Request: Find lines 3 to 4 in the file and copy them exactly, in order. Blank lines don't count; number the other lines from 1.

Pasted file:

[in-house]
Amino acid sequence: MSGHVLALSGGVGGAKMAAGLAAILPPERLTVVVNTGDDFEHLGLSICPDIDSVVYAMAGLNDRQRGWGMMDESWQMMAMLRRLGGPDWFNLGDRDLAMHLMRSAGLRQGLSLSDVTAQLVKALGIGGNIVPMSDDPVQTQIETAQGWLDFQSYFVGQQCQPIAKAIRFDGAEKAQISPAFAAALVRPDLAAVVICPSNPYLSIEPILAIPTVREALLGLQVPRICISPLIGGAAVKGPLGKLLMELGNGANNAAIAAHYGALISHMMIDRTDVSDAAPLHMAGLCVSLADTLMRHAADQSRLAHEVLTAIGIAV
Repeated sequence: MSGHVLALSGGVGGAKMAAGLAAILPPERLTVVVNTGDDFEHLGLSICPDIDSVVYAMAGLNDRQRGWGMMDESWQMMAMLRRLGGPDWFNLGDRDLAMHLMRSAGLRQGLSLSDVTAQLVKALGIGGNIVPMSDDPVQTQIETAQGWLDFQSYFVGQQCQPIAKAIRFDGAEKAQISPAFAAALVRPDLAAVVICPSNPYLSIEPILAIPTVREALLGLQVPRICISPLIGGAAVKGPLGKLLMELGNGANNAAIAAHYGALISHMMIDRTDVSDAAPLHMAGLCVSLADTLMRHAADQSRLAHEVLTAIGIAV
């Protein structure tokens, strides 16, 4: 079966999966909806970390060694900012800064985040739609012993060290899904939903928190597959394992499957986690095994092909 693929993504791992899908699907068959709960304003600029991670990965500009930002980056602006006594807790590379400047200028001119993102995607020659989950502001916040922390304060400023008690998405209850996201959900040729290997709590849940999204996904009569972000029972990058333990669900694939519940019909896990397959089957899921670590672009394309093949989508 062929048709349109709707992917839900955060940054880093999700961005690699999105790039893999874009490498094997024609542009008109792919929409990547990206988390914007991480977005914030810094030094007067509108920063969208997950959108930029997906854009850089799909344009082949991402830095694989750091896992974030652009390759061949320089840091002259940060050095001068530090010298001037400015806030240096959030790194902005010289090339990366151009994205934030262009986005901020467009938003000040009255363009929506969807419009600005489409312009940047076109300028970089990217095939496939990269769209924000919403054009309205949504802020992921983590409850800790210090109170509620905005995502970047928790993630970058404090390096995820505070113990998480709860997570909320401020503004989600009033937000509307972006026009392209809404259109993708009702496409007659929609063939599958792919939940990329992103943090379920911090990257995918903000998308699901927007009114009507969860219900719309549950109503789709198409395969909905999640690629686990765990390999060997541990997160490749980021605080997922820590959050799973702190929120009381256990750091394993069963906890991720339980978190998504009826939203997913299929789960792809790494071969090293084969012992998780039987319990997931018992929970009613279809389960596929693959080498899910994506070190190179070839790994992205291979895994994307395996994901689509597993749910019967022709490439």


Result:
Repeated sequence: MSGHVLALSGGVGGAKMAAGLAAILPPERLTVVVNTGDDFEHLGLSICPDIDSVVYAMAGLNDRQRGWGMMDESWQMMAMLRRLGGPDWFNLGDRDLAMHLMRSAGLRQGLSLSDVTAQLVKALGIGGNIVPMSDDPVQTQIETAQGWLDFQSYFVGQQCQPIAKAIRFDGAEKAQISPAFAAALVRPDLAAVVICPSNPYLSIEPILAIPTVREALLGLQVPRICISPLIGGAAVKGPLGKLLMELGNGANNAAIAAHYGALISHMMIDRTDVSDAAPLHMAGLCVSLADTLMRHAADQSRLAHEVLTAIGIAV
């Protein structure tokens, strides 16, 4: 079966999966909806970390060694900012800064985040739609012993060290899904939903928190597959394992499957986690095994092909 693929993504791992899908699907068959709960304003600029991670990965500009930002980056602006006594807790590379400047200028001119993102995607020659989950502001916040922390304060400023008690998405209850996201959900040729290997709590849940999204996904009569972000029972990058333990669900694939519940019909896990397959089957899921670590672009394309093949989508 062929048709349109709707992917839900955060940054880093999700961005690699999105790039893999874009490498094997024609542009008109792919929409990547990206988390914007991480977005914030810094030094007067509108920063969208997950959108930029997906854009850089799909344009082949991402830095694989750091896992974030652009390759061949320089840091002259940060050095001068530090010298001037400015806030240096959030790194902005010289090339990366151009994205934030262009986005901020467009938003000040009255363009929506969807419009600005489409312009940047076109300028970089990217095939496939990269769209924000919403054009309205949504802020992921983590409850800790210090109170509620905005995502970047928790993630970058404090390096995820505070113990998480709860997570909320401020503004989600009033937000509307972006026009392209809404259109993708009702496409007659929609063939599958792919939940990329992103943090379920911090990257995918903000998308699901927007009114009507969860219900719309549950109503789709198409395969909905999640690629686990765990390999060997541990997160490749980021605080997922820590959050799973702190929120009381256990750091394993069963906890991720339980978190998504009826939203997913299929789960792809790494071969090293084969012992998780039987319990997931018992929970009613279809389960596929693959080498899910994506070190190179070839790994992205291979895994994307395996994901689509597993749910019967022709490439």